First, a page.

Luke, the physician, had a keen eye for the details of Jesus’ life. He often recorded things he saw that the other writers of the gospel didn’t feel were of enough importance. And so on that Good Friday, as Jesus was trying to carry his cross to Calvary, the place known as “The Skull,” His steps began to falter because of the loss of so much blood after the horrific lashing He’d received with a whip that had small, sharp pieces of metal on the end. It was a beating that rendered most men completely helpless.
It was then that Simon of Cyrene was pulled out of the crowd and commissioned to carry His cross. We don’t know if Simon knew Jesus before that, but we know that Simon’s sons Alexander and Rufus became Christians at one point, because Paul later spoke of Rufus as “a choice man in the Lord.” In fact, Paul asked, in his letter to the Romans, that they would greet not only Rufus, but his mother and Paul’s own mother, inferring that the two were Christian sisters in the Lord.
But perhaps Simon didn’t yet know the Lord when he was pulled out of the crowd. Mark describes him as a “passer-by coming from the country.” It must have seemed to have happened by chance that day, but Simon was specifically chosen by God for such an incredible honor. And how many men throughout Jesus’ life, were given the opportunity to be so close to Him, particularly during His most agonizing moments? How could you not fall immediately in love with Him when you looked into His eyes, and saw His compassion, and His love for those who taunted Him?
And when Simon took the cross from Jesus, Jesus took the opportunity to teach the crowd, yet again, even as He headed to His death. He looked at the women who were weeping for Him, and said:
“Daughters of Jerusalem, stop weeping for Me, but weep for yourselves and for your children. For behold, the days are coming when they will say, ‘Blessed are the barren, and the wombs that never bore, and the breasts that never nursed.’
“Then they will begin to say to the mountains, ‘Fall on us,’ and to the hills, ‘Cover us.’ For if they do these things in the green tree, what will happen in the dry?” (Luke 23:28-31)
My commentaries state that Jesus is referring to 70 A.D., when the siege of Titus would destroy the temple and the destruction of Jerusalem would be so great that men would want the mountains to fall on them. But perhaps Jesus saw that and far more.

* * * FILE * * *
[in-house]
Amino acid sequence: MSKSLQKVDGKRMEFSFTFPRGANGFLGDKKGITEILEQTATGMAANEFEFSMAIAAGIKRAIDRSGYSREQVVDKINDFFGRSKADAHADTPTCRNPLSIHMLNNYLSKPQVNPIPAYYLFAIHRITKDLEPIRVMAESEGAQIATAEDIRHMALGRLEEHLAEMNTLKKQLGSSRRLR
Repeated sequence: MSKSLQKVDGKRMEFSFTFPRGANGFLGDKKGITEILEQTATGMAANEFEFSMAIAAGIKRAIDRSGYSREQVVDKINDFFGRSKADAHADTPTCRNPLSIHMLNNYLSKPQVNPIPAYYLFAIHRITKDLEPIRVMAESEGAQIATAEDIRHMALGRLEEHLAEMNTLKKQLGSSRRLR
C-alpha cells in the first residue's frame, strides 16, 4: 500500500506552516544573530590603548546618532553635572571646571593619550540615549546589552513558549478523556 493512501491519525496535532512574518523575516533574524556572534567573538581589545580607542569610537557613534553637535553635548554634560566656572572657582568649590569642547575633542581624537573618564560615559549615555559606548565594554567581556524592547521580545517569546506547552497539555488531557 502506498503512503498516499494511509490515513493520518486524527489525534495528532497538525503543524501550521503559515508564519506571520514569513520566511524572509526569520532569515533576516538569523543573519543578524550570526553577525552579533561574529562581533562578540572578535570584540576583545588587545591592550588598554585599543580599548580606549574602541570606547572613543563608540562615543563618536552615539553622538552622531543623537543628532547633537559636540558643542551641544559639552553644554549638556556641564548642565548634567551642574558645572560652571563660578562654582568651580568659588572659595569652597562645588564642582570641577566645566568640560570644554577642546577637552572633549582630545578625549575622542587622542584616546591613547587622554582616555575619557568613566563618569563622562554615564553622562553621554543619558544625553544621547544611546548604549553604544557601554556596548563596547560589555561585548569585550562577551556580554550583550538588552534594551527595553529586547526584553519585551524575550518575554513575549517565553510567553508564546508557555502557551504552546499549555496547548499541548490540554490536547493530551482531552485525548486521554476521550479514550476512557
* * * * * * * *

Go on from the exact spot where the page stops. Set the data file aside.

He is referring to Himself as the green tree…interesting that He would choose such a metaphor, considering that He had been carrying His cross, the product of a tree. In the actual Greek, He refers to Himself as the wet wood, and the other wood as the withered.
What He’s saying is that the fire of hell itself has come against Him, the wet wood, the Living Tree, and has done significant damage, but He will prevail. But what will happen when the fire comes upon those who are dry or withered wood…people who do not have the living water of Christ coursing through them? How will they stand when the fiery arrows of Satan are shot at them? How will they survive? They won’t, if they don’t become branches of the True Vine, because only the True Vine can withstand the fires of hell.
“I am the vine, you are the branches; he who abides in Me, and I in him, he bears much fruit; for apart from Me you can do nothing. If anyone does not abide in Me, he is thrown away as a branch, and dries up; and they gather them, and cast them into the fire, and they are burned.” (John 15:5-6)
Jesus was already looking ahead to the time when He would no longer be present among them. Many either didn’t know Him, or had taken His presence for granted. His heart yearned for them; He knew they would need to abide in Him, to attach themselves to Him, or they would dry up and wither. And then “they”–not He–would gather them and cast them into the fire.
Jesus knows each of us will have to go through fire of one kind or another. He experienced it; so will we. But He became the living tree that prevailed against the fires of hell for us, so that if we cling to Him as His branches, we will prevail. His living water will course through us, and through it all, we will stand.
Today, on Good Friday, praise our loving Lord for thinking of us, even as He bore His own cross, and the weight of the sins of the world upon Him.